The Black Panthers (Bobby Seal and Huey Newton)
If it weren’t for the many sacrifices these people have made over the course of history, we as African-Americans wouldn’t have voting rights or civil rights. We wouldn’t be able to sit in theaters, shop at department stores or restaurants, or use public pools. We wouldn’t be able to sit in the front of the bus. These great people believed freedom was very important and precious to everybody in America. They kept pushing the rock until the rock made it up to the mountaintop.
The very important piece which gave African-Americans a slight chance at freedom is when the Supreme Court led by Thurgood Marshall ruled on the Brown vs. The Board of Education in Topeka, Kansas that led to the assimilation of young black children and young white children to be placed in the same public schools. Along with gaining freedom, many historic civil right figures died in the process so all men would be created equal under the laws of the United States of America.
Sometimes I don’t understand why a person takes his/her freedom for granted when they become incarcerated. When a person goes to prison, does the person realize he/she has given up their freedom to vote or go anywhere he/she wants? Over the course of history, people were lynched, shot, bit by dogs, and even had water hoses sprayed on them just to reach the freedom land. This is the cost of freedom they had to endure over history that we should not forget. It is our responsibility to take it to heart and continue the hard work they put forth making society better by bringing all human races together in peace and harmony. Our forefathers and foremothers fought to end the injustice, the bigotry, racism, discrimination, and segregation so that myself and this new generation could have a chance to grow. How can we forget the tremendous strides our ancestors have made throughout America’s history?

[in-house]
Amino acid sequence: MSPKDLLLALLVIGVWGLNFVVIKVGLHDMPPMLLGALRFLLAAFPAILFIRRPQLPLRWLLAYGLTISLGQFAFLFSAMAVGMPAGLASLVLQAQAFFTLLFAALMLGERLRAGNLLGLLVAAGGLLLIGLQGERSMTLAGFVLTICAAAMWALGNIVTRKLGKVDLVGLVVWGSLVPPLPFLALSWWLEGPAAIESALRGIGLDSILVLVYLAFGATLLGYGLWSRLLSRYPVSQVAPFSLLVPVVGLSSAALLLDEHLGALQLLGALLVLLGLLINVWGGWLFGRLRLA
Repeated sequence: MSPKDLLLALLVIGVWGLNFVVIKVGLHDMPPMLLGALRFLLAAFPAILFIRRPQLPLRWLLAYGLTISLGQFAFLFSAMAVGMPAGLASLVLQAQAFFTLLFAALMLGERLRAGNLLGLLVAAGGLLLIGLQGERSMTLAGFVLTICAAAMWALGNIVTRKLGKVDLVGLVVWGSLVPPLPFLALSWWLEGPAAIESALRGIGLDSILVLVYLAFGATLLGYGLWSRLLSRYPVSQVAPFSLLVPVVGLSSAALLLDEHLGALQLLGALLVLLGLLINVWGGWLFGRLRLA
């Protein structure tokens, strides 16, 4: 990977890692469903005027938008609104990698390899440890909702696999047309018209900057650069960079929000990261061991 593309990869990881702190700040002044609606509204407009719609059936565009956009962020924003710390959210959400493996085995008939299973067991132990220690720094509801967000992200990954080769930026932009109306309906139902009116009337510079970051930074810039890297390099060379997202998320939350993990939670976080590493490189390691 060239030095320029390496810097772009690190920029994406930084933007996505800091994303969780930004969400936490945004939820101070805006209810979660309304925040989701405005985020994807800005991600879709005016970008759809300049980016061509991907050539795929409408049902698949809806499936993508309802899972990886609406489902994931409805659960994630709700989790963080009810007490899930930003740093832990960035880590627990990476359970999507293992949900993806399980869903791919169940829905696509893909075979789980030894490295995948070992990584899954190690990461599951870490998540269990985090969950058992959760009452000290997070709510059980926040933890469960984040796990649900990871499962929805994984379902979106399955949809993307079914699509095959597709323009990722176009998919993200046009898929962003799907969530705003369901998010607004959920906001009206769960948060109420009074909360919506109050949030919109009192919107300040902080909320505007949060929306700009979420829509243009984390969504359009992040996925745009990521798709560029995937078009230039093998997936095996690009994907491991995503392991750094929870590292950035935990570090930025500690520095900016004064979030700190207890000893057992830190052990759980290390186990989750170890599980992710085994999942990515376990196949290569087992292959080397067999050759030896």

We must not forget. We must never forget the hard work our ancestors had put forth. We must not forget those who paved a way for us to be where we are, to go where we want to go or do as we please right now today in 2012. If it wasn’t for these precious gems who we call our foremothers and forefathers who fought for freedom, we wouldn’t have been able to elect Barack Obama as the first black president of the United States of America. If it wasn’t for people like Martin Luther King Jr., Medgar Evers, and Harriett Tubman and their courageous efforts during America’s most turbulent times as African-Americans, where would we be at today? How will our lives be without the Civil Rights Act and Voting Rights Act of 1965? I must say everything happens for a reason and that reason alone we shouldn’t never forget. They began the quest for freedom and we should do everything in our power to keep their dreams alive - not only for ourselves, but also for the next generation and their children and so on.
Freedom is our most basic gift to hold or lose. Freedom is more than a human emotion. Freedom has cost plenty of lives, beyond the ability to measure all the lives lost or compromised in the fight to preserve it. It is up to us as African-Americans to stand at that gate adding to the line of heroes and martyrs who came before us and tell the world NO MORE hatred; NO MORE disparity; and NO MORE tolerance. We must ensure the fight must continue, for the freedom light won’t be dimming any time soon.
Freedom is precious.